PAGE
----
Some kids in my neighborhood are building this tree house. Scrap wood and duct tape. And probably a handful of nails.
When I was maybe 10 or 11, some friends and I built a tree house in "The Big Old Hickory Tree." As best as I can remember the tree was a thousand feet tall and we built our tree house about 900 feet up in the air.
We scavenged through contrusction sites and garages to find the wood. We hammered steps into the trunk, carefully using at least two nails for each step. Somehow we got the larger pieces of wood up the 900 (or maybe 9) feet to the "perfect place."
After a handful of long summer mornings, (because the afternoons were reserved for swimming) we finished the up-to-fifth-or-sixth-grade-codes and scrambled up to the top.
As best as I can remember, there was never a parental visit to the job site. Just me and Mark Conley and David Bell and Michael Pfeiffer and some scrap wood and bent nails and a big tree.
What were our parents thinking...
I guess they were letting us be kids. And probably watching from much closer than I realized.
It is hard sometimes to give the girls boundaries. To know when to let them stretch and when to hold them close. When to let them build a tree house in a too tall tree and when to suggest a shorter tree.
I guess parenting us really much more of an art than science. Cause the science part would say "there is no way you and a bunch of knucklehead friends are going to build a tree house made out of scrap wood half way up to the sky." And the art part says, "what would (or could) happen if they did?"
Going through some items from a book proposal I am cleaning up - and frankly is very late to the pubslisher who requested it...
Not long ago my middle daughter Kenzo and I were out running down a list of Saturday errands. A long morning of going from warehouse to superstore to megaplex left us tired and hungry so we decided to stop at the A&W for some lunch. Stepping up to the shiny chrome counter,Kenzie asked for a moderately healthy sandwich (to please her Mom) a root beer float (to please her Dad) and an extra large tub of mashed potatoes (to please herself.)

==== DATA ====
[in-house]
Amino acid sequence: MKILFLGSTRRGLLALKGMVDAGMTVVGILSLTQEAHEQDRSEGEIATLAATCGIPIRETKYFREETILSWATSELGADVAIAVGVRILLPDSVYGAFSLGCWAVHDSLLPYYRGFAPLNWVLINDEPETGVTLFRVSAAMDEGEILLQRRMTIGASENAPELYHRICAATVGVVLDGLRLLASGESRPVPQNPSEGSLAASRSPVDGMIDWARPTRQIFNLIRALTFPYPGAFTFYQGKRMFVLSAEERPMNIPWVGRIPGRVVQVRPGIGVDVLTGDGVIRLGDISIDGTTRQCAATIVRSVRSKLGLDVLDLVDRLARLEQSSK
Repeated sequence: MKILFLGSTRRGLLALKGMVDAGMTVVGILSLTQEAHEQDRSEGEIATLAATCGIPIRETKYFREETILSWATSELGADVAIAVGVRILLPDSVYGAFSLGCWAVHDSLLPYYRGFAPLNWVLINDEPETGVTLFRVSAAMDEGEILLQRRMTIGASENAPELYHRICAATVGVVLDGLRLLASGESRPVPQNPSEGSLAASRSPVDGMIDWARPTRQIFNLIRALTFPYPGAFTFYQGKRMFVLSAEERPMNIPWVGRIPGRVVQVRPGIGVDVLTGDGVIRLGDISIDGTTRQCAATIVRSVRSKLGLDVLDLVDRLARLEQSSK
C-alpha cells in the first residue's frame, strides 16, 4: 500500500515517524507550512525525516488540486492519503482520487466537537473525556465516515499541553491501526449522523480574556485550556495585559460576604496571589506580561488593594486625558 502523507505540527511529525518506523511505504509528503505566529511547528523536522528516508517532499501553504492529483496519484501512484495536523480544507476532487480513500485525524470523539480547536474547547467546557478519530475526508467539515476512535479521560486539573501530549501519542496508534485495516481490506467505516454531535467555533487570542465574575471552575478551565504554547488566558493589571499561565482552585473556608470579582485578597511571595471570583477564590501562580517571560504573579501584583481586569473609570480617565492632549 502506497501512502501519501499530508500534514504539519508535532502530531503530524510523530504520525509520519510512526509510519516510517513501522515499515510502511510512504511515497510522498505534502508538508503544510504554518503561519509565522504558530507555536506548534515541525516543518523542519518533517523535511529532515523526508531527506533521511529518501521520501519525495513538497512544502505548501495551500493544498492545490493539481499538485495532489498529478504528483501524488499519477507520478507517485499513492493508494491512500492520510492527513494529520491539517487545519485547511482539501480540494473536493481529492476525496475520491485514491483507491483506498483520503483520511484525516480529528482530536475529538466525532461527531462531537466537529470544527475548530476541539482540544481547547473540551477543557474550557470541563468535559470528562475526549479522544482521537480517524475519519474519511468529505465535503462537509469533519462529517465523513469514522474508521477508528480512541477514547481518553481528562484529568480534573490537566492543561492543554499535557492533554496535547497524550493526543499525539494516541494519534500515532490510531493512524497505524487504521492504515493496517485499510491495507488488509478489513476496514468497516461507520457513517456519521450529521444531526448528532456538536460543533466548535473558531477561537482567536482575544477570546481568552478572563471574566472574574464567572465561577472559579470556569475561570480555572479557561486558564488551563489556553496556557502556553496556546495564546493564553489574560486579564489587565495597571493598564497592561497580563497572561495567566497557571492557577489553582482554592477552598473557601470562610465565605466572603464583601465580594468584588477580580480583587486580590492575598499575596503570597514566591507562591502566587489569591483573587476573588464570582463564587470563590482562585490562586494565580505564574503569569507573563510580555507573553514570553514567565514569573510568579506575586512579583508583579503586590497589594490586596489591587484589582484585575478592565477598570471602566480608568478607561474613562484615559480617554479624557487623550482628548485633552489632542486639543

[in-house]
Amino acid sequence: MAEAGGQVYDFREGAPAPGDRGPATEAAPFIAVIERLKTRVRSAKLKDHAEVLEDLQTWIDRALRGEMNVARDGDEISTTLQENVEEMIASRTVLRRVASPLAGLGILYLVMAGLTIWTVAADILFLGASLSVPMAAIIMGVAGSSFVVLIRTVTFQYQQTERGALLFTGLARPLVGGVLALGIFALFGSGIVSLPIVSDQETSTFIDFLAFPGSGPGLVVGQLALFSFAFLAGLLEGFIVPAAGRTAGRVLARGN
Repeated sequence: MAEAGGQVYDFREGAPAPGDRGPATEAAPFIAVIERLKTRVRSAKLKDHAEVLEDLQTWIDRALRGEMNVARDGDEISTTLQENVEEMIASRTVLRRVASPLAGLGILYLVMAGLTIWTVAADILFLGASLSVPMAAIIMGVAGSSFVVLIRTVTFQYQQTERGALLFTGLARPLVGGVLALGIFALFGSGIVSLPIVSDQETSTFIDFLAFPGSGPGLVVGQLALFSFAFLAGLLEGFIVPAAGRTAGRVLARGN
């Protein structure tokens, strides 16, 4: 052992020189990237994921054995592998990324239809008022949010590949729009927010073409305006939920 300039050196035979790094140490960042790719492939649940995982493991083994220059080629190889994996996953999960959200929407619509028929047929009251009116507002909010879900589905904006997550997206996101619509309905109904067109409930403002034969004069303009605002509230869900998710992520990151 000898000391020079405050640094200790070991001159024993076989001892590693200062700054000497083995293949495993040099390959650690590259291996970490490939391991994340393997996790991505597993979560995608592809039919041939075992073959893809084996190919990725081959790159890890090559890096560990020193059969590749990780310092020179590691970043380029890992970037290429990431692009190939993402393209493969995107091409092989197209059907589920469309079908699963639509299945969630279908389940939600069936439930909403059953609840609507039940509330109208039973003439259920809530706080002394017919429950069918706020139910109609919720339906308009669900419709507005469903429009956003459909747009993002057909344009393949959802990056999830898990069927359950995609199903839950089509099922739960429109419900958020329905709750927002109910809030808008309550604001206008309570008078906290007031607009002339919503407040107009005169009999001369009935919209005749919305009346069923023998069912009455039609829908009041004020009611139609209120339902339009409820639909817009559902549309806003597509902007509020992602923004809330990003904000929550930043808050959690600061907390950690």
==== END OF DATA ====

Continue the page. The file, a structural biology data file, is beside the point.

We got our food from the cheery employee in the orange apron and then carried our orange tray over to one of the shiny orange booths.Kenzie was so famished that she could barely sit down before she was ripping open the hermetically sealed plastic bag to free the utensils necessary to gobble down her lunch.
Now Kenzo is a child of plans and process and so accordingly she was very clear in her lunchtime objective.Before she would even consider messing with the sandwich or the root beer float she would quickly snarf down every last morsel of the mashed potatoes. There was just one small problem with this plan. The A&W standard-issue plastic bag did not contain “utensils; rather it held just a singular “utensil.” A Spork.
For those of you unfamiliar with the Spork, it is the ubiquitous spoon-fork combination, easily one of the 20thcentury’s greatest advancements in plastic cutlery. This multi-functional tool not only saves the food service industry trillions of dollars annually in reduced cutlery costs, it is also no doubt preventing countless landfills across this great nation of ours from being overrun with discarded plastic spoons and/or forks.
One can only imagine the incredible savings, both in landfill space and food company dollars, if the historically closed-minded fast food service industry were open to increased utilization of the Spork’s sister products; the Spife and the Knork.
Meanwhile back at the big orange booth Kenzo’s determined quest for mass quantities of mashed potatoes would not deterred by the lack of appropriate utensils. Throwing caution to the wind, she jumped right in and quickly turned the super size spud tub into a nearly empty potato trough. With Spork firmly in hand, she readied herself to gather up the last remnants clinging to the edge of the Styrofoam bowl. This last trip around the bottom of the bowl was to be her lunchtime victory lap.
Suddenly, a grimace.
“Daddy, I can’t get all the mashed potatoes with this thingy. It’s not fair. There’s still some more potatoes at the bottom I can’t get with this…this…uh…”
“Spork” I said.
“Whatever,” she said. “It’s still not fair.”
Now had we been at home, or perhaps if the A&W would have been just a bit less crowded, I would have allowed, nay, encouraged Kenzo to simply reach down into the container with her index finger and scrape out the rest of the potatoes. But public decorum, plus the fact that one of my wife’s good friends was sitting across the aisle from us, precluded that from happening .